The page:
Do you remember when you were a child and you were coloring trying hard to stay within the lines? Do you remember the frustration you experienced when the strokes went off the edges of the drawing?
From very early on we come face to face with the error and experience the unpleasant feelings that it triggers. Later, when we start going to school, the mistakes take on a larger proportion. Our notebooks are filled with red lines that indicate that we have made a mistake. They tell us that our response is not what we expected and we must change it.
Thus we develop a negative attitude towards error, to the point of wanting to banish it from our lives. We forget that in order to learn to walk, we had to fall many times. That before learning to eat correctly, we spill food infinite times. We focus only on the stumbles and falls, forgetting that those mistakes have been necessary for our evolution. Through these experiences we are obsessed with the idea that error is bad, something that we must avoid at all costs.
Instead, we really just have to learn to be wrong, stop punishing ourselves for past mistakes, and even open the door to the possibility of failure.
The error as a source of surprise and discoveries
In 1968, Spencer Silver, a 3M scientist in Maplewood, was working on creating a super-strong adhesive for the aerospace industry. However, what he created was a new material that was so light that it peeled off easily without leaving residue on the surface.
What was initially a mistake, five years later became the glue that the company would use to create what was then called Press n’ Peel but later we would all know as post it, a ubiquitous element in offices around the world.
Actually, many famous inventions are due to “mistakes”. And it is that surprise, both in the good and in the bad sense, is inherent to error. In the end, an error is just a deviation from the expected results, either because it goes against our expectations or those of society.
From that perspective, error bothers us because it introduces an unexpected factor into the equation and opens the door to uncertainty. It reminds us that we have deviated from the marked path and, therefore, we have not reached the “right” point.
In fact, it is not by chance that the word error comes from the Latin “errare”, which also means to wander and go around aimlessly. It is also linked to the root “ers”, which implies to be in motion. Therefore, its own etymology allows us to glimpse that error is an inherent part of evolution. Mistakes are part of the journey. Avoiding them condemns us to immobility. Only those who do nothing can make no mistakes, those who do not try, who do not take risks, the persons who does not dare to go further and challenge their limits. For that reason, it is necessary to learn to be wrong and even open a space for error in our lives.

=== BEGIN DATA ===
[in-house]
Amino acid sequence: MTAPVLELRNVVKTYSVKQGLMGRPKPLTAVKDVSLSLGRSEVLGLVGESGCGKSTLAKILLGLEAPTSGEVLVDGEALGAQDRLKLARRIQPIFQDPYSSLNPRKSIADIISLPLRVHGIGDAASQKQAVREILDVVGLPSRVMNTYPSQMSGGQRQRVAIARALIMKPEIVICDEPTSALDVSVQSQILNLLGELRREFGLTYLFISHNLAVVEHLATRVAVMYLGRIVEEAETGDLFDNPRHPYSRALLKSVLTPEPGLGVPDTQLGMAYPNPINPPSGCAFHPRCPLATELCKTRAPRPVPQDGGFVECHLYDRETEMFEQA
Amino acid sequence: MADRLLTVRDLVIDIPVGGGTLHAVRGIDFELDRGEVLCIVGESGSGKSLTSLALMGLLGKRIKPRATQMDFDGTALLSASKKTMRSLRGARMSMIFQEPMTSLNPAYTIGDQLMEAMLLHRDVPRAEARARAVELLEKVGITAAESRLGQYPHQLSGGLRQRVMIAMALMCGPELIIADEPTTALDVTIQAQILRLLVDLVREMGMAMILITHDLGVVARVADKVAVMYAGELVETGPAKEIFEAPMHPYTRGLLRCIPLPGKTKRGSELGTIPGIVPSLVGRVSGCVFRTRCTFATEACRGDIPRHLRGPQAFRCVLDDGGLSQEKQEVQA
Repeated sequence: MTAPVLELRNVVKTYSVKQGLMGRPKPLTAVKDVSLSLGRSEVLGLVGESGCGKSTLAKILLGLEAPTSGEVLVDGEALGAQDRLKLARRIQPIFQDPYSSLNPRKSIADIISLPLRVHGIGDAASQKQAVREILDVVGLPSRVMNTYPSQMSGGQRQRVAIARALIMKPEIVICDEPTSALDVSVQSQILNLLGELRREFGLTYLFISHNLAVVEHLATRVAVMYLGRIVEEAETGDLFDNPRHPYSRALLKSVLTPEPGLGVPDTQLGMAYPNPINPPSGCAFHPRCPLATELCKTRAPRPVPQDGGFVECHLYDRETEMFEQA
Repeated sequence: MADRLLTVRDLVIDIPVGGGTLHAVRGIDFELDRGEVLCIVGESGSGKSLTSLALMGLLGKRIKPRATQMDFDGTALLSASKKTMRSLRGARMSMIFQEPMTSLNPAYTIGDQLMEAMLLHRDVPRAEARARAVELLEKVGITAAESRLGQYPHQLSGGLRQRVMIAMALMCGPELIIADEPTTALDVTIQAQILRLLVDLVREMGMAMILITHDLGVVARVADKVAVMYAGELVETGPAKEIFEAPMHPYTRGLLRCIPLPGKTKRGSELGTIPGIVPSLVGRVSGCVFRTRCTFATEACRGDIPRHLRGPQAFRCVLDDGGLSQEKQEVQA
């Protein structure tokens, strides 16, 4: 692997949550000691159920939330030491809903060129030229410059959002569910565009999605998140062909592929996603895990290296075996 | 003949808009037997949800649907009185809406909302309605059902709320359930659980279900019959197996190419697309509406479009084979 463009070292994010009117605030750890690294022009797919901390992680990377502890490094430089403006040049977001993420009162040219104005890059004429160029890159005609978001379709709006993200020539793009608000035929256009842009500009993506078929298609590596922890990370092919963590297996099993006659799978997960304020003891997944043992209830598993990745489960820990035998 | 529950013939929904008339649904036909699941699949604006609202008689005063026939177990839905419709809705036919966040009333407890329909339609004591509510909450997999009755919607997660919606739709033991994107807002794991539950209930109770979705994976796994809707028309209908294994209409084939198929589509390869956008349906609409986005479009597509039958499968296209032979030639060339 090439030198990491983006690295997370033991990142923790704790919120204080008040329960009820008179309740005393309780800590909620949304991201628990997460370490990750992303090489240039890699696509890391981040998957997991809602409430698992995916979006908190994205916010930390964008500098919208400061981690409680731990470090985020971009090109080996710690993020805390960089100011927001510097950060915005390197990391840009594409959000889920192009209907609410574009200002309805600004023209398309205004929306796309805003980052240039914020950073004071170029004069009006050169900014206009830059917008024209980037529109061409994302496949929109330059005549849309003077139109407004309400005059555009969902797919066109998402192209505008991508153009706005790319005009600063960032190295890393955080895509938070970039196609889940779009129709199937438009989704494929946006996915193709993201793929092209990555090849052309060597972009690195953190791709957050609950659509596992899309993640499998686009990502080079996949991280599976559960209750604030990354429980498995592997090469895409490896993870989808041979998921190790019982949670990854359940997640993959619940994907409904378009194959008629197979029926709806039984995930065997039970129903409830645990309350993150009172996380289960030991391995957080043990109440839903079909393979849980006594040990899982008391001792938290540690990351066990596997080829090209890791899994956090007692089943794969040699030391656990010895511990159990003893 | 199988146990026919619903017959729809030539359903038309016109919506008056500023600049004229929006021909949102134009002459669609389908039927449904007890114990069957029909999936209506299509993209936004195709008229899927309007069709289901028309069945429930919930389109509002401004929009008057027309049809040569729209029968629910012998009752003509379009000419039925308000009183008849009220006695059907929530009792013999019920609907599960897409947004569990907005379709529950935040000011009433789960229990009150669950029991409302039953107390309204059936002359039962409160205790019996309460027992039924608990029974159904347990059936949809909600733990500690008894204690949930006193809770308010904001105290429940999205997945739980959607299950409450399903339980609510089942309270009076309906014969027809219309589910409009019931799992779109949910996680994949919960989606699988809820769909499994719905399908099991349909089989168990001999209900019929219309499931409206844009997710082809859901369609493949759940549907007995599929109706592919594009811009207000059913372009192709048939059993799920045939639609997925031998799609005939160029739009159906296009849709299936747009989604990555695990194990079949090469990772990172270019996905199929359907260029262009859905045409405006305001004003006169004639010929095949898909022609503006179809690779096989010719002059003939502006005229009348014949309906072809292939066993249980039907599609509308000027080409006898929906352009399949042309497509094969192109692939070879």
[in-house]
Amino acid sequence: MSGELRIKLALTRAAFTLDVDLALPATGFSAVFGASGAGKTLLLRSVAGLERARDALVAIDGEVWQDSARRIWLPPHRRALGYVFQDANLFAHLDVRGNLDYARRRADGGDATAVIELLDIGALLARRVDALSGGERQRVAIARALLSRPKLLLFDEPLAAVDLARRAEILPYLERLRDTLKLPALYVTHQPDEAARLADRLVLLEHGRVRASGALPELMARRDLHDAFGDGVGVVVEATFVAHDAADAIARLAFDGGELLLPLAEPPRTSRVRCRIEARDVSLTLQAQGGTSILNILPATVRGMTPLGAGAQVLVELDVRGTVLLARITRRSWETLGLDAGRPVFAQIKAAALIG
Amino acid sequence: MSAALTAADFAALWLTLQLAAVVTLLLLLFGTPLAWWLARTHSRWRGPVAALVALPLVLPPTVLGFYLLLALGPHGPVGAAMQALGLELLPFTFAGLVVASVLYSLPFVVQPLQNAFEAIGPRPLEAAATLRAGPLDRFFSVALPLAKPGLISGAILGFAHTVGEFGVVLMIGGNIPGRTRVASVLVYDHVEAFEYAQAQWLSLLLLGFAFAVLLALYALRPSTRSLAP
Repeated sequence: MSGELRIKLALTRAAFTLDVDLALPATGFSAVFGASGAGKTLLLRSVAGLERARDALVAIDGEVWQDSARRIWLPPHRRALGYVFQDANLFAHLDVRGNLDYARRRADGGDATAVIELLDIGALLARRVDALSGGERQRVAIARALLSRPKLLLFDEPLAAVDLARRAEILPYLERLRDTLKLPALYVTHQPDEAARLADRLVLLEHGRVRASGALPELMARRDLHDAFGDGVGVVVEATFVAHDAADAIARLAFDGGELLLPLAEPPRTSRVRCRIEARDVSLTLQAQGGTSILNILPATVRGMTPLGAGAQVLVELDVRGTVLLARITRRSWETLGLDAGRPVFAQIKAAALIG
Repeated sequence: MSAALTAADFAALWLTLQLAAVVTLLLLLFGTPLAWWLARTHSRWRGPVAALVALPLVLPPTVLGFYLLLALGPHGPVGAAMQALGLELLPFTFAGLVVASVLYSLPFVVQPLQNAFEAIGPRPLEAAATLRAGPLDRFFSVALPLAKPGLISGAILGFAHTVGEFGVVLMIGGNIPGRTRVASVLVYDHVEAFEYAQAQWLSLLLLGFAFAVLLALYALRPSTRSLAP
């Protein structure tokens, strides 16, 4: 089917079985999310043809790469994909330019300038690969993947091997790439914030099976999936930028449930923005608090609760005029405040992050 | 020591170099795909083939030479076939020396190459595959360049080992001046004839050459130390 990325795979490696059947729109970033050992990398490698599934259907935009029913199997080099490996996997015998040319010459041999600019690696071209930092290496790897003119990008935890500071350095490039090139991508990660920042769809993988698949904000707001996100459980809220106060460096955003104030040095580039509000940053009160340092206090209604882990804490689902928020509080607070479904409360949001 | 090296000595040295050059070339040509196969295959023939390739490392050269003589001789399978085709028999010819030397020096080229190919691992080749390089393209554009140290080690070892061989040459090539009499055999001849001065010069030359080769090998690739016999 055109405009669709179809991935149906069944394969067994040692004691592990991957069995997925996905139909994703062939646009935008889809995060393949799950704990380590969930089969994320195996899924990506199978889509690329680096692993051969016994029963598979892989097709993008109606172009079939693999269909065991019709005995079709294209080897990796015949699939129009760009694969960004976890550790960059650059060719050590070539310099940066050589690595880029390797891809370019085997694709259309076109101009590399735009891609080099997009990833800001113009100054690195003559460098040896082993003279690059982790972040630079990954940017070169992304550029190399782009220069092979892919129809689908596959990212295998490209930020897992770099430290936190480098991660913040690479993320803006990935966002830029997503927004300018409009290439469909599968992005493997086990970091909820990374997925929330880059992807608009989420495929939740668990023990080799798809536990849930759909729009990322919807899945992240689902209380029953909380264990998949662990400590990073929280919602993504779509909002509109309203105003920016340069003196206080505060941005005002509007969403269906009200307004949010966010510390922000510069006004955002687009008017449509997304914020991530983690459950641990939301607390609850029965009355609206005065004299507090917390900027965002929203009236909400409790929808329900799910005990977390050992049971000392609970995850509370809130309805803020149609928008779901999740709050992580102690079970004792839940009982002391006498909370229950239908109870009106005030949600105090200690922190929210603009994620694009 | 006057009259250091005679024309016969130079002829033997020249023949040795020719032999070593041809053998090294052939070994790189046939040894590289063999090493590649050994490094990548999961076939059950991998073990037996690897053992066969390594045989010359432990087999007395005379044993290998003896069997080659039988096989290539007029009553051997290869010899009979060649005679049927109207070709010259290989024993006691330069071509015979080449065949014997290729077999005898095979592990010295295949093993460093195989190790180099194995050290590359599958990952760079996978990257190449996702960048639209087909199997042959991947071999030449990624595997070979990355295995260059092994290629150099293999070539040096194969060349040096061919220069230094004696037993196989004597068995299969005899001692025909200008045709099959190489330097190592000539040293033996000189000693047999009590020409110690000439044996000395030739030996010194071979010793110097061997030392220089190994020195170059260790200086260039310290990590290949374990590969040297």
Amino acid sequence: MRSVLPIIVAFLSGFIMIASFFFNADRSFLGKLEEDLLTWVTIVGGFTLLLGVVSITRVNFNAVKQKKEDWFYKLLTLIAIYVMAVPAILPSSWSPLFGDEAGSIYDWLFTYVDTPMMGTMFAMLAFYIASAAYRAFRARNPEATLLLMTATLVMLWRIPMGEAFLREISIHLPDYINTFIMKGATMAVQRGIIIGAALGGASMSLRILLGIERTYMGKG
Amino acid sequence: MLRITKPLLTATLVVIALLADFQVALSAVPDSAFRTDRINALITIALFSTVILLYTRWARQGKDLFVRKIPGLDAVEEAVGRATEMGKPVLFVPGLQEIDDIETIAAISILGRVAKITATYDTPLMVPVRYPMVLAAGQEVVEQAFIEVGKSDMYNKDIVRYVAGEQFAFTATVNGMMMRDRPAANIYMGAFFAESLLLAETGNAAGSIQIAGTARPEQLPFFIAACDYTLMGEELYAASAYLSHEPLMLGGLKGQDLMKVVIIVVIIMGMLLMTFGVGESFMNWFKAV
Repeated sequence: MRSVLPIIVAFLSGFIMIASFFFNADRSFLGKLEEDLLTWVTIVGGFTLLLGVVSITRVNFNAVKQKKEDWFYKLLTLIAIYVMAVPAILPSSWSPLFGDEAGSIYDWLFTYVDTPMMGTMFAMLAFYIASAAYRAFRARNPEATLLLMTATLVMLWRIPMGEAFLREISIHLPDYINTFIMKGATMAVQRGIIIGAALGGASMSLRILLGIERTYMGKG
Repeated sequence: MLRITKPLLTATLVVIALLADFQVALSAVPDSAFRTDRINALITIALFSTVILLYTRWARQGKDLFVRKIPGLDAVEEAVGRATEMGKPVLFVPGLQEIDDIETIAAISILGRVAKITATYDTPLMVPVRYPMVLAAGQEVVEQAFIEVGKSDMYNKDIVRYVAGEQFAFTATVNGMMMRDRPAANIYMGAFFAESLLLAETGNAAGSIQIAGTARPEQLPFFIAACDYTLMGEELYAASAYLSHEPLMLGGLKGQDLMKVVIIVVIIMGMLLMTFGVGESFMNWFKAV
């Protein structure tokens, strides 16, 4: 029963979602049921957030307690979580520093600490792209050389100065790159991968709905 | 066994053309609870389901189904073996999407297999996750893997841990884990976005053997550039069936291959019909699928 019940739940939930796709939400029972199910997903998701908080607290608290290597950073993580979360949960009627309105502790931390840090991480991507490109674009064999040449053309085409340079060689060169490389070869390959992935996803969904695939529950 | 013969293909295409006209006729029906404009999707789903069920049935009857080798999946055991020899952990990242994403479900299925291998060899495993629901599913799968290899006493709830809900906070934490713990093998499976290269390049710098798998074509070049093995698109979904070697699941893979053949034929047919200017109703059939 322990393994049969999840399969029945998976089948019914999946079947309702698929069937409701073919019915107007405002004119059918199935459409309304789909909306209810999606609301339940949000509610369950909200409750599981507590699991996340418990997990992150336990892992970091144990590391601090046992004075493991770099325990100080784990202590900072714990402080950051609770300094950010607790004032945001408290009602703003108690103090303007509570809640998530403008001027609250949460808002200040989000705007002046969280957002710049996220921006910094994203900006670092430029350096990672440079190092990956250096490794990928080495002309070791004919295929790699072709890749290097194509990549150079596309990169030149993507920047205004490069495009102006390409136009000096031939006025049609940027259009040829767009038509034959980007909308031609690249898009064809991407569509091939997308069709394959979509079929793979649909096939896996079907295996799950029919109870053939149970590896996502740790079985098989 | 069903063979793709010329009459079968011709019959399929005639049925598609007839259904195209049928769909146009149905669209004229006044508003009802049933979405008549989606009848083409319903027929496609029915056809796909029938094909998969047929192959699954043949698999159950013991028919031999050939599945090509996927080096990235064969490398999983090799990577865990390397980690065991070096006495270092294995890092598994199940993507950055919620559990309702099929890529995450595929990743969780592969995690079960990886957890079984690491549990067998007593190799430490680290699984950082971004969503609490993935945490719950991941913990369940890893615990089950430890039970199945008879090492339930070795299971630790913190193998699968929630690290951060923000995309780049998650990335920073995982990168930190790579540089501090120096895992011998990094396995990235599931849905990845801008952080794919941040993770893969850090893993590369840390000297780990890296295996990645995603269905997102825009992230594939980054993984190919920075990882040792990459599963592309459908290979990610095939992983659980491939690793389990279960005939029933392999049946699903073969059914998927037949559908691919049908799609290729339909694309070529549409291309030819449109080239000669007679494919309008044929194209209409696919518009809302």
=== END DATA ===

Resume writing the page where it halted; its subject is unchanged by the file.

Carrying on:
The error as a driving force of learning
Our brain constantly makes predictions about the probability of something happening in order to anticipate problems. Obviously, it will try to minimize uncertainty and surprise, to avoid a more demanding situation that forces us to face the unexpected.
Much of that process occurs below the level of consciousness, neuroscientists at Northwestern University have revealed. However, that process gives us security. On the other hand, when an unforeseen event occurs and we are wrong, our brain is forced to recalculate the difference between reality and its prediction to estimate the margin of error.
Since it implies a greater cognitive effort, and sometimes also an emotional burden due to the negative halo with which the error has been covered, our first impulse is to get rid of that experience. However, it is precisely in that margin of error where learning occurs. In that margin we update our predictions, take note of reality and change our plans to be more effective or better adapted.
Mistakes prime the brain to learn in unique and powerful ways. Therefore, when we make a mistake, instead of trying to turn the page quickly, we must understand that we are obtaining valuable information to update our vision of the world, recalibrate our beliefs or change our behaviors.
The ability to see mistakes as learning opportunities is key to developing a growth mindset. The persons with a growth mindset will see themselves as a “work in progress,” meaning that mistakes do not pose a threat to their identity. At that very moment, they stop becoming the enemy and become allies.
Of course, learning to be wrong requires hard work. We have to analyze what went wrong and find out how to correct it. And to do so, we must practice self-acceptance by understanding the mistake as an event, not a permanent identity. If we are wrong about something, it does not mean that we become “failures”.
Interestingly, when we open the door to error, the chances of making mistakes decrease because by making room for entropy we open ourselves to all possibilities, which broadens the horizon of results.
Of course, it’s not about going through life making mistakes on purpose, but about leaving room for the unexpected to happen and opening the door to the uncertain. Dare more, even if it means making mistakes. It is, in short, about expanding the edges of the drawing and making peace with ourselves when, by mistake, our lines go out of the margins. Because a mistake can be tragic, but it can also be magical.
Vilares, I. et. Al. (2012) Differential Representations of Prior and Likelihood Uncertainty in the Human Brain. Current Biology; 22(18): 1641-1648.
Green, P. (2007) Post-it: The All-purpose Note That Stuck. In: The New York Times.